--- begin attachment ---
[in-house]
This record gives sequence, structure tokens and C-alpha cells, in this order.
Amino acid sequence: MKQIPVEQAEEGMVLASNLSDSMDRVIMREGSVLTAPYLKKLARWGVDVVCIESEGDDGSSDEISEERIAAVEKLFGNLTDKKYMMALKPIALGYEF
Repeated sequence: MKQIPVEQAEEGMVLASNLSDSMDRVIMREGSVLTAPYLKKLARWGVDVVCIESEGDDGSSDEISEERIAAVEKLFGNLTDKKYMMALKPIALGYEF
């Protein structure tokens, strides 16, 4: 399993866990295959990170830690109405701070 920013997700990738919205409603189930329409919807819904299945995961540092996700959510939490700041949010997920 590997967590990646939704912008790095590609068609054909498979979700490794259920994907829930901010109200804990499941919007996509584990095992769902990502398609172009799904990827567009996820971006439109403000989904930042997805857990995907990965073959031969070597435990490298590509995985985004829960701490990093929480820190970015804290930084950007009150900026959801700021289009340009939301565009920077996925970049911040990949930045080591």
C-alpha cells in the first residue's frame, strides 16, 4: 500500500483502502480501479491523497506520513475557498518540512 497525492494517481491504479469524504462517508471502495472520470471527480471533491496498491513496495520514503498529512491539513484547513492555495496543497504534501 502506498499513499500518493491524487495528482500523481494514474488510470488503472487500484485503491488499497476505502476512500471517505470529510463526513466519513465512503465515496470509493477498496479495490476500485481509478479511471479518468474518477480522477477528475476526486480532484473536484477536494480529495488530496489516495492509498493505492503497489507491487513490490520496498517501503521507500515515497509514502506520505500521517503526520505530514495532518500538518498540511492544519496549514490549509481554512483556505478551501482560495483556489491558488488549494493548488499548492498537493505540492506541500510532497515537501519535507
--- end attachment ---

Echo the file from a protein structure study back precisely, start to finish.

[in-house]
This record gives sequence, structure tokens and C-alpha cells, in this order.
Amino acid sequence: MKQIPVEQAEEGMVLASNLSDSMDRVIMREGSVLTAPYLKKLARWGVDVVCIESEGDDGSSDEISEERIAAVEKLFGNLTDKKYMMALKPIALGYEF
Repeated sequence: MKQIPVEQAEEGMVLASNLSDSMDRVIMREGSVLTAPYLKKLARWGVDVVCIESEGDDGSSDEISEERIAAVEKLFGNLTDKKYMMALKPIALGYEF
């Protein structure tokens, strides 16, 4: 399993866990295959990170830690109405701070 920013997700990738919205409603189930329409919807819904299945995961540092996700959510939490700041949010997920 590997967590990646939704912008790095590609068609054909498979979700490794259920994907829930901010109200804990499941919007996509584990095992769902990502398609172009799904990827567009996820971006439109403000989904930042997805857990995907990965073959031969070597435990490298590509995985985004829960701490990093929480820190970015804290930084950007009150900026959801700021289009340009939301565009920077996925970049911040990949930045080591």
C-alpha cells in the first residue's frame, strides 16, 4: 500500500483502502480501479491523497506520513475557498518540512 497525492494517481491504479469524504462517508471502495472520470471527480471533491496498491513496495520514503498529512491539513484547513492555495496543497504534501 502506498499513499500518493491524487495528482500523481494514474488510470488503472487500484485503491488499497476505502476512500471517505470529510463526513466519513465512503465515496470509493477498496479495490476500485481509478479511471479518468474518477480522477477528475476526486480532484473536484477536494480529495488530496489516495492509498493505492503497489507491487513490490520496498517501503521507500515515497509514502506520505500521517503526520505530514495532518500538518498540511492544519496549514490549509481554512483556505478551501482560495483556489491558488488549494493548488499548492498537493505540492506541500510532497515537501519535507